Tuesday, December 11, 2012

Test Your TTAB Judge-Ability: Which One of these Five Mere Descriptiveness Refusals Was Reversed?

The TTAB reversed the PTO in one of the five Section 2(e)(1) mere descriptiveness cases summarized below. [Actually, in the second case, the refusal was based on Applicant's failure to disclaim "APOTHECARY"]. Let's see how you do with them. Do you find any WYHA's here? [Post your comment here].

In re Jrm Nutrasciences LLC, Serial No. 85165397 (November 16, 2012) [not precedential]. [Section 2e)(1) refusal of MUSCLE SPORT INTERNATIONAL for "Dietary and nutritional supplements; Herbal supplements; Nutraceuticals for use as dietary supplements; Weight loss dietary supplements; Pre-workout energy powder drink mixes, namely, nutritional supplement in the nature of a nutrient-dense, protein-based drink mix" [INTERNATIONAL disclaimed].

In re Retail Royalty Company, Serial No. 85257100 (November 20, 2012) [not precedential]. [Rule 6(a) requirement that Applicant disclaim APOTHECARY in the mark HAPPY APOTHECARY for cosmetics].

In re RYW Enterprises, LLC, Serial No. 85260850 (November 27, 2012) [not precedential]. [Refusal to register CRAB RANGOON for "prepared deep-fried dumplings consisting primarily of crab, cheese and vegetables in a flour wrap"].

In re Stephan Blass, Serial No. 85001985 (November 29, 2012) [not precedential]. [Refusal of LightLight for lights products and lighting installation apparatus].

In re OurPet’s Company, Serial No. 85329890 (November 30, 2012) [not precedential]. [Refusal of TOYS FOR TREATS for pet toys].

Text Copyright John L. Welch 2012.


At 9:58 AM, Blogger Pamela Chestek said...

Yaay! My first guess was right.

And CRAB RANGOON a definite WYHA.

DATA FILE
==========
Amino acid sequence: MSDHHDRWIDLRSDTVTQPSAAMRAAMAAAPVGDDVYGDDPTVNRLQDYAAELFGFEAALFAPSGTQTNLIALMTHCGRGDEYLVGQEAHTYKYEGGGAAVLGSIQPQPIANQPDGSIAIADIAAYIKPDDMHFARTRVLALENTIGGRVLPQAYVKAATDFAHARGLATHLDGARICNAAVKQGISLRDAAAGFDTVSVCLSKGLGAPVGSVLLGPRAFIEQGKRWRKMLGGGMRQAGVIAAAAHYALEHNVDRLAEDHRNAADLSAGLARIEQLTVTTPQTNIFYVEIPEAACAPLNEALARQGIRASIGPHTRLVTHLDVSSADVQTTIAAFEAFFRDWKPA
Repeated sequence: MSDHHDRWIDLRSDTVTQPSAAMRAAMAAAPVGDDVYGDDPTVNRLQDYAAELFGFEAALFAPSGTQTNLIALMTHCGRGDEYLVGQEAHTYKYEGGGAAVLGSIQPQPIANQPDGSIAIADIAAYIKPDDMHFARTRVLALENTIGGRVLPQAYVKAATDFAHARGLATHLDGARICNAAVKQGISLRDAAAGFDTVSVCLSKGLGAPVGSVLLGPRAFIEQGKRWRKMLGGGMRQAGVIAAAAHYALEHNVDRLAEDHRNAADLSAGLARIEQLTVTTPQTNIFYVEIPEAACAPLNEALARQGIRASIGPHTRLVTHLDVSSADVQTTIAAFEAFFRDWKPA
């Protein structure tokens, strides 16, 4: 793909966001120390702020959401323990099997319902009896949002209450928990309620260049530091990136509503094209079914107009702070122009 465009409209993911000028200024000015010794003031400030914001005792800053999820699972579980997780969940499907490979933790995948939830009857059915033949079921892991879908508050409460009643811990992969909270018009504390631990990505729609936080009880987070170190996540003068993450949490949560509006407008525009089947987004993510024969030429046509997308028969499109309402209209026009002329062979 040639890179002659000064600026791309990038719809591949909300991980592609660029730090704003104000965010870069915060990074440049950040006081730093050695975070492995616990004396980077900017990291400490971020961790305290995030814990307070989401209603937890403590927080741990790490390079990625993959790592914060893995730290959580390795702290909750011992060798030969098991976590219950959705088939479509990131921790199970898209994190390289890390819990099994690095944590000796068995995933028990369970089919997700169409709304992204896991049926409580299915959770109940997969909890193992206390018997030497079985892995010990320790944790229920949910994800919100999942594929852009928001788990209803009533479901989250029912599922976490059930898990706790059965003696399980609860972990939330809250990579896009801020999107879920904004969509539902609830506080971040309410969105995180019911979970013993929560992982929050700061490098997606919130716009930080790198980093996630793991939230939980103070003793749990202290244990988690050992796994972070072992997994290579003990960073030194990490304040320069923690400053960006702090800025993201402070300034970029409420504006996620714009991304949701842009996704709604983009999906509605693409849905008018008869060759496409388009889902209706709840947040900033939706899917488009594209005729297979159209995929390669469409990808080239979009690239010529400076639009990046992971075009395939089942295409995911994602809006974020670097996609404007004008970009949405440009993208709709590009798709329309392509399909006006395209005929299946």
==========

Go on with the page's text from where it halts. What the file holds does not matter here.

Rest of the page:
At 7:31 PM, Anonymous Anonymous said...

Me too!

And I had Crab Rangoon for dinner the other night!

At 2:36 PM, Blogger Gene Bolmarcich said...

I disagree wholeheartedly with the LightLight decision. Being both an adjective and a noun (and also a verb but that is irrelevant here), why doesn't the mark inherently convey a double-entendre (i.e. as a repeated word and also as meaning a light (weight) light)? There is no good policy reason for refusing double words as descriptive. Do competitors have a NEED to use these silly trademarks? Putting aside the double-entendre argument, it seems to me that this can also be argued to be suggestive if one considers the second "LIGHT" as the adjective (think all of the food trademarks of the form " ____ LITE". I'd argue it's a play on this formative....then I'd kick myself for not having thought of "LIGHT LITE" or "LITE LIGHT" in the first place! To see a really brilliant argument that was bought be the Examining Attorney, see the mark COUTURE COUTURE (one in Class3 and the other in Class 25). As a funny footnote, I had to disclaim one of the COUTUREs but I have no idea which one it was!

Gene Bolmarcich, Esq.


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